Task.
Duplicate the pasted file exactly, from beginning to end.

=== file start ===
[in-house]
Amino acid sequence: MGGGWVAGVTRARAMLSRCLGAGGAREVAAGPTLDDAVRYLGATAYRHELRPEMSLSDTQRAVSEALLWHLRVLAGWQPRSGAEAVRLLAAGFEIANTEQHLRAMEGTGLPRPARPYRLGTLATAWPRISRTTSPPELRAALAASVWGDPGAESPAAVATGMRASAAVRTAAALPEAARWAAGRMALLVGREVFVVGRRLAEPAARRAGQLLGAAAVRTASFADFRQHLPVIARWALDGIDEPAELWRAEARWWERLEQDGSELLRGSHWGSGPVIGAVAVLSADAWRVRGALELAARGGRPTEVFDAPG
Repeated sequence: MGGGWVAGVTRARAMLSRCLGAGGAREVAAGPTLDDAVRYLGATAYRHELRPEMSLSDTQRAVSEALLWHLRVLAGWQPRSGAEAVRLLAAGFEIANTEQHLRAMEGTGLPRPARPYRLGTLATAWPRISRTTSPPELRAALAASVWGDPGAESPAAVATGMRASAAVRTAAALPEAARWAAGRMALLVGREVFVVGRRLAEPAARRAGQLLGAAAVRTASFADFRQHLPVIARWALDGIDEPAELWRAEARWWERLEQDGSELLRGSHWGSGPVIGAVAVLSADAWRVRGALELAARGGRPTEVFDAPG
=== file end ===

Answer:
[in-house]
Amino acid sequence: MGGGWVAGVTRARAMLSRCLGAGGAREVAAGPTLDDAVRYLGATAYRHELRPEMSLSDTQRAVSEALLWHLRVLAGWQPRSGAEAVRLLAAGFEIANTEQHLRAMEGTGLPRPARPYRLGTLATAWPRISRTTSPPELRAALAASVWGDPGAESPAAVATGMRASAAVRTAAALPEAARWAAGRMALLVGREVFVVGRRLAEPAARRAGQLLGAAAVRTASFADFRQHLPVIARWALDGIDEPAELWRAEARWWERLEQDGSELLRGSHWGSGPVIGAVAVLSADAWRVRGALELAARGGRPTEVFDAPG
Repeated sequence: MGGGWVAGVTRARAMLSRCLGAGGAREVAAGPTLDDAVRYLGATAYRHELRPEMSLSDTQRAVSEALLWHLRVLAGWQPRSGAEAVRLLAAGFEIANTEQHLRAMEGTGLPRPARPYRLGTLATAWPRISRTTSPPELRAALAASVWGDPGAESPAAVATGMRASAAVRTAAALPEAARWAAGRMALLVGREVFVVGRRLAEPAARRAGQLLGAAAVRTASFADFRQHLPVIARWALDGIDEPAELWRAEARWWERLEQDGSELLRGSHWGSGPVIGAVAVLSADAWRVRGALELAARGGRPTEVFDAPG